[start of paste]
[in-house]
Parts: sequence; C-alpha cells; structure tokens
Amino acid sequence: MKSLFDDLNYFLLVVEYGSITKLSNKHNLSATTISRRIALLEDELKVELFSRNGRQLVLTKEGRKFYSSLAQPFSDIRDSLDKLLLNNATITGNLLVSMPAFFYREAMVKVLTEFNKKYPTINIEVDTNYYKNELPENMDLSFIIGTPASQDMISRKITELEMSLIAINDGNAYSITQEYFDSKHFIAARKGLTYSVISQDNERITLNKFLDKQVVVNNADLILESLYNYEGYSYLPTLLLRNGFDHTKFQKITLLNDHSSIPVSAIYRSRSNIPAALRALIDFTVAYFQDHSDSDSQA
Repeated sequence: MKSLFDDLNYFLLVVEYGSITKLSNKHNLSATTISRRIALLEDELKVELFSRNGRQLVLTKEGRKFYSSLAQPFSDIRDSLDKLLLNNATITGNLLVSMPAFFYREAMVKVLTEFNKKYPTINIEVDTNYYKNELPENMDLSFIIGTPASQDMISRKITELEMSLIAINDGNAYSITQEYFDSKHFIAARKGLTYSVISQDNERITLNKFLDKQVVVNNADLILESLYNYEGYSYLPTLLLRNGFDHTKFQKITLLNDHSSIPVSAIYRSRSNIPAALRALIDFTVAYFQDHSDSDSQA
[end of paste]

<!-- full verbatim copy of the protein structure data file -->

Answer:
[in-house]
Parts: sequence; C-alpha cells; structure tokens
Amino acid sequence: MKSLFDDLNYFLLVVEYGSITKLSNKHNLSATTISRRIALLEDELKVELFSRNGRQLVLTKEGRKFYSSLAQPFSDIRDSLDKLLLNNATITGNLLVSMPAFFYREAMVKVLTEFNKKYPTINIEVDTNYYKNELPENMDLSFIIGTPASQDMISRKITELEMSLIAINDGNAYSITQEYFDSKHFIAARKGLTYSVISQDNERITLNKFLDKQVVVNNADLILESLYNYEGYSYLPTLLLRNGFDHTKFQKITLLNDHSSIPVSAIYRSRSNIPAALRALIDFTVAYFQDHSDSDSQA
Repeated sequence: MKSLFDDLNYFLLVVEYGSITKLSNKHNLSATTISRRIALLEDELKVELFSRNGRQLVLTKEGRKFYSSLAQPFSDIRDSLDKLLLNNATITGNLLVSMPAFFYREAMVKVLTEFNKKYPTINIEVDTNYYKNELPENMDLSFIIGTPASQDMISRKITELEMSLIAINDGNAYSITQEYFDSKHFIAARKGLTYSVISQDNERITLNKFLDKQVVVNNADLILESLYNYEGYSYLPTLLLRNGFDHTKFQKITLLNDHSSIPVSAIYRSRSNIPAALRALIDFTVAYFQDHSDSDSQA